But for us, the biggest plus is the fact that Benelli have chosen to fit the BN 302 with quality tires. Honda, Kawasaki and Yamaha all choose to put on lower quality bias ply tires on their learner bikes and we’ve been highly critical of their choosing to do so in previous articles. Thankfully, Benelli have shod the bike with Pirelli Angel GT tires. We’d always recommend new riders immediately replace the tires that come standard on the likes of the CBR300R and Ninja 300 with quality rubber which would cost at least a few hundred dollars – with the BN 302, it’s already done for you.

The fit and finish of the bike for the most part appears excellent. Paint quality looks great and all the nuts, bolts, harnesses and so forth appear top quality. There’s some ‘premium’ looking touches to the bike as well, such as the chrome engine cover plate with the Benelli logo on it and the embossed Benelli logo on the seat with which also features exposed red coloured stitching. My only complaint in regards to the appearance is up front – the dash and the switchgear.

Both components are taken from the spare parts bin of earlier Benelli models and it shows. The dash already looks outdated and features some rather uninspiring back-lit icons. Thankfully its functionality is better than its looks with the analogue tachometer and digital speedometer both easy to read and garner information from. It’s very basic however as you only get a trip computer, fuel level indicator and engine temperature display – no gear indicator or even distance to refuel readout. The controls on the handlebars for lights, indicators and the kill switch also feel a little cheap – certainly not up to Honda or Kawasaki standards.

That’s mostly forgotten once you’re out and riding on the Benelli BN 302 though. Thankfully, this isn’t a bike with great parts that are bolted together in a haphazard way. The BN 302 rides as well as it should do as indicated on paper.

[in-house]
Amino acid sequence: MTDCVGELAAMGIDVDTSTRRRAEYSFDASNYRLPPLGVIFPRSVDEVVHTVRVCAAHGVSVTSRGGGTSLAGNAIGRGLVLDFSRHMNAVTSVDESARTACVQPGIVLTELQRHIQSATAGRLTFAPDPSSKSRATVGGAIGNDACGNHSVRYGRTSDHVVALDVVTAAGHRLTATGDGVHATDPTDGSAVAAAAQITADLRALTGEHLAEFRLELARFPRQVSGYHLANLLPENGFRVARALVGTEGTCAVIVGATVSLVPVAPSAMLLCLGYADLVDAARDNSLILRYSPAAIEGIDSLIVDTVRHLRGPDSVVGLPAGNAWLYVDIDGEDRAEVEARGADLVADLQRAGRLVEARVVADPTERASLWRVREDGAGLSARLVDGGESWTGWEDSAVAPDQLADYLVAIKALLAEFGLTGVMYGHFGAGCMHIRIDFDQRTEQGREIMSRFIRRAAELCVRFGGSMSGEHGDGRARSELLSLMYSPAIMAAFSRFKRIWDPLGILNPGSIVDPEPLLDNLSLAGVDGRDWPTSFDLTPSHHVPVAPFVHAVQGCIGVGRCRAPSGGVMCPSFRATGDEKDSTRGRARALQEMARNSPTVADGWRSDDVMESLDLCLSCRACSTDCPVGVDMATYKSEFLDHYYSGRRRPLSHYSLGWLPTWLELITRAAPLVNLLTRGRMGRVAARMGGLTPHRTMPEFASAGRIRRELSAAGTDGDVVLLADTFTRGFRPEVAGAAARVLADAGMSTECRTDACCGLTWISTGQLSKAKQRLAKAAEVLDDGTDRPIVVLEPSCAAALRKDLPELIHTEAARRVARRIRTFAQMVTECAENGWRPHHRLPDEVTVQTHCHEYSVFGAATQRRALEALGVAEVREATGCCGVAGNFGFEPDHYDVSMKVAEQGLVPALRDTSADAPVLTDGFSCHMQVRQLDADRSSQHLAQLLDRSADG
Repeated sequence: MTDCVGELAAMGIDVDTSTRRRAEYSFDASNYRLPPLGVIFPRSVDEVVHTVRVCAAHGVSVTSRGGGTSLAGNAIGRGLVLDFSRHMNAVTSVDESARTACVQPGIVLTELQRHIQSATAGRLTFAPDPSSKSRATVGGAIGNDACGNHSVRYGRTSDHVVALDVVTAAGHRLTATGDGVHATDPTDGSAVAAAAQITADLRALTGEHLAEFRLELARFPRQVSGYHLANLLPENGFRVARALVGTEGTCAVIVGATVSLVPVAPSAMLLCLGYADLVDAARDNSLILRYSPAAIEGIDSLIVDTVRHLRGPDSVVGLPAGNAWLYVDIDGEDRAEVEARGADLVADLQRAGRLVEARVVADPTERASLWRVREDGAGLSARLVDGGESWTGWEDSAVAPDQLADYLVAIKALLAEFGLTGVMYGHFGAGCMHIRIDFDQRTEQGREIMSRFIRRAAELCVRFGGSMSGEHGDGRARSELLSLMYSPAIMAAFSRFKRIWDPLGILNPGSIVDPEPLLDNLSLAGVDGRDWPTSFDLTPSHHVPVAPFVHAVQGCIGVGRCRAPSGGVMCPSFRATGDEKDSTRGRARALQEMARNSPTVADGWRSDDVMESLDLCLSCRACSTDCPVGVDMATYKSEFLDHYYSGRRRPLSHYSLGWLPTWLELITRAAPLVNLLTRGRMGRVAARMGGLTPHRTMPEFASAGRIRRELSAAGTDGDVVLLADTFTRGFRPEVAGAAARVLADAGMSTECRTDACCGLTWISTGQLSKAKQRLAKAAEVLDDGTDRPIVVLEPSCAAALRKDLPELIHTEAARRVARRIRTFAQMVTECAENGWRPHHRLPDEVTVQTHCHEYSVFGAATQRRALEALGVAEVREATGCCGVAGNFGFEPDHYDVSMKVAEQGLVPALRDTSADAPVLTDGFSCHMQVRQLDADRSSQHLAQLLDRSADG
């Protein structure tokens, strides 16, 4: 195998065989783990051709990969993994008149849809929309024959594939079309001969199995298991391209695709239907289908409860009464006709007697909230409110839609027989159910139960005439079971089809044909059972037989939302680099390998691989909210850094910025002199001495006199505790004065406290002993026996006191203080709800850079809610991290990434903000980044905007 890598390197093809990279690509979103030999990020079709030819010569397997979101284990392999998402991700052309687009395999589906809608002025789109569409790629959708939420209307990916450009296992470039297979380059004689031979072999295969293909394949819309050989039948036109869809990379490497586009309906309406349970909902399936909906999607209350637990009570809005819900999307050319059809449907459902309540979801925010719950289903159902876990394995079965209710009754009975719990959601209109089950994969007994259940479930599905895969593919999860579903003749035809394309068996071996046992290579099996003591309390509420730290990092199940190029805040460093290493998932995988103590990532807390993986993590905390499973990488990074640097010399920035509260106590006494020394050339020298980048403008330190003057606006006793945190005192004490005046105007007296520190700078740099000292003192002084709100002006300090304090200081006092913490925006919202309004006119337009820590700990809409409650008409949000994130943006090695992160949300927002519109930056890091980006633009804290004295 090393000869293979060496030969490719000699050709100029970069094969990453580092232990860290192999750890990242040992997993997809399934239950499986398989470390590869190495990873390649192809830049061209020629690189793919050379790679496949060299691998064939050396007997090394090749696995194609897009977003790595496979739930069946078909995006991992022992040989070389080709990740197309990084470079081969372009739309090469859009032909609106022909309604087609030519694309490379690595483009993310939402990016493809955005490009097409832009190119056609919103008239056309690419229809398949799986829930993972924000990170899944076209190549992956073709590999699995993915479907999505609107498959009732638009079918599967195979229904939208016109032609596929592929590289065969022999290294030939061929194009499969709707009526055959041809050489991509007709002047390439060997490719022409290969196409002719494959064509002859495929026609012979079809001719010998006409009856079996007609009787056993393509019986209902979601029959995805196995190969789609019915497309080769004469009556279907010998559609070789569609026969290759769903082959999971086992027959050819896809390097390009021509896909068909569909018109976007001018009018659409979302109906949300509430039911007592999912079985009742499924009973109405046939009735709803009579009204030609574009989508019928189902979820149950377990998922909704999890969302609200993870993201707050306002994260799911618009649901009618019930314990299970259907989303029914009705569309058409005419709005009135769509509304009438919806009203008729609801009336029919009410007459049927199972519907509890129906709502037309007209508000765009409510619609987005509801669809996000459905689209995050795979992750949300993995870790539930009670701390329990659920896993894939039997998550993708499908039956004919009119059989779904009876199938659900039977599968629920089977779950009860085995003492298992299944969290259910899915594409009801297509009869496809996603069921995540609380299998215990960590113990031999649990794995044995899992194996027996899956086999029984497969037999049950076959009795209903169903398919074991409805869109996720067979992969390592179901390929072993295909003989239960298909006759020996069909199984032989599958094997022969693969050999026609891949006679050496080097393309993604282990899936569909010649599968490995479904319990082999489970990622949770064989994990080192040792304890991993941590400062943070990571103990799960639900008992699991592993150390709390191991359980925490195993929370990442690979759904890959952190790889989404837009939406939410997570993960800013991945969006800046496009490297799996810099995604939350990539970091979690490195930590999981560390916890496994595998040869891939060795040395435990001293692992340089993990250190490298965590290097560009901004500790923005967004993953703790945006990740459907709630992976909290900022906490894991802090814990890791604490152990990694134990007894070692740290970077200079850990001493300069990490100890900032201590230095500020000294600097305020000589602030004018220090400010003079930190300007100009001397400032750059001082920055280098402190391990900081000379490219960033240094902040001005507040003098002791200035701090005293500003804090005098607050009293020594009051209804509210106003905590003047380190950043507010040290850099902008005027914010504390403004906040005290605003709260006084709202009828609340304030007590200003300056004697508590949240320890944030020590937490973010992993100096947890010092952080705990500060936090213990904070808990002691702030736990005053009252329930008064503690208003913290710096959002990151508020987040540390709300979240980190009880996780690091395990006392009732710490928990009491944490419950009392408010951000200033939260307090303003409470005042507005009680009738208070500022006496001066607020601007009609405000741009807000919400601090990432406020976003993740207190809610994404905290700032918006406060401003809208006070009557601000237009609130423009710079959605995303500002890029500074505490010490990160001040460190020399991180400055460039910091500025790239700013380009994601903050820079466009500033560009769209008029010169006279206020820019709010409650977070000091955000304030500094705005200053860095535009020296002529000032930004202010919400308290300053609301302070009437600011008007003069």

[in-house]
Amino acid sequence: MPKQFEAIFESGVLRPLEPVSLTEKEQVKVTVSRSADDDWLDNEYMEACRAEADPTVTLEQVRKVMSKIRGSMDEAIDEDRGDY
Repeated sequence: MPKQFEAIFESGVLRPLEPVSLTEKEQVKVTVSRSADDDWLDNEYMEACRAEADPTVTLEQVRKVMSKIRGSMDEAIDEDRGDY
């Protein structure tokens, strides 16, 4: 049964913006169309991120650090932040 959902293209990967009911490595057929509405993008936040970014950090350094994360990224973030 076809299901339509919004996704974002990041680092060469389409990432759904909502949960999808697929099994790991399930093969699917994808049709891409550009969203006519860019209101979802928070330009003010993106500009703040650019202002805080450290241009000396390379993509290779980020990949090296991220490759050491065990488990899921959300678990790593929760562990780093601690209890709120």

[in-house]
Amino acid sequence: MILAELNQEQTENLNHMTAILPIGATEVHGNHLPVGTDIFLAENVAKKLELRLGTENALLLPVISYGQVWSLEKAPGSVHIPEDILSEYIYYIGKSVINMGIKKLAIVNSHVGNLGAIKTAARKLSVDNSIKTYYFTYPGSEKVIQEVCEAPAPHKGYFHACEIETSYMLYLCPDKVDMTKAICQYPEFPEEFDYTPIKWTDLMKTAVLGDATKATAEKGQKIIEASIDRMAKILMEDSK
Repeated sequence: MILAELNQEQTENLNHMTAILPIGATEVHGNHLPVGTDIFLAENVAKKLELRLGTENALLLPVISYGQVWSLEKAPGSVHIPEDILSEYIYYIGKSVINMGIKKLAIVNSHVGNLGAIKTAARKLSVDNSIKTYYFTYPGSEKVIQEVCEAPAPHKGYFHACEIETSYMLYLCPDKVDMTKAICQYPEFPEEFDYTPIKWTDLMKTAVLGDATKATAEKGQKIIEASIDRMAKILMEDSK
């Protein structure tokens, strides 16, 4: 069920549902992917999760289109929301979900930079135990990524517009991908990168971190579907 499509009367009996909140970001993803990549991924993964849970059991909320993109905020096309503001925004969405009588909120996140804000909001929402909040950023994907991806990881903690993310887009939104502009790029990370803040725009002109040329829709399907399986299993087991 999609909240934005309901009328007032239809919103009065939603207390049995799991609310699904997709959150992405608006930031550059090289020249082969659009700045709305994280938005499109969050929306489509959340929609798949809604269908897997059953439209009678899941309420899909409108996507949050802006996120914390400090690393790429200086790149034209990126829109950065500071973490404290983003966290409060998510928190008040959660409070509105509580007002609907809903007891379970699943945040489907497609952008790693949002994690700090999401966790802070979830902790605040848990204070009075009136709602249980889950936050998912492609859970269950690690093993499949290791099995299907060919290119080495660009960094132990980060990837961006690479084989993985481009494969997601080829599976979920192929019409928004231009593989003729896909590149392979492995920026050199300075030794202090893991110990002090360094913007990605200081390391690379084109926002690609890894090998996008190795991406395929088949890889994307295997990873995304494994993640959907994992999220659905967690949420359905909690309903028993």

The engine powering the BN 302 is a brand new liquid cooled inline twin and it’s a real surprise packet. I wasn’t expecting a small engine from an Italian motorcycle company (Chinese owned or not) to be this good. It produces 28 kW @ 10,000 rpm and torque of 27.4 Nm @ 9,000 rpm. That compares very favourably to the Kawasaki Z300 (29.0 kW @ 11,000 rpm and 27.0 Nm @ 10,000 rpm) and the Honda CB300F (22.7 kW @ 8,500 rpm and 27 Nm @ 7,250 rpm).

Like the Ninja and Z300, the BN 302 delivers most of its power higher up in the rev range. Once you hit around 7,000 rpm it really comes alive, rapidly accelerating and emitting a great sound. Benelli have really put some time into tuning the exhaust – in our opinion making it the best sounding learner bike.

Straight line performance is blunted slightly due to the weight of the BN 302. The wet weight (all fluids but no fuel) is a 182 kg – pretty portly for a bike of this size and displacement. Part of that is due to Benelli using thicker and stronger steel for it. In a recent interview, Qiangiang CEO Yan Haimei stated that Benelli over-engineered the bike to make it solid and durable and able to withstand the poorer road surfaces encountered in many South East Asian nations where Benelli already has a big presence.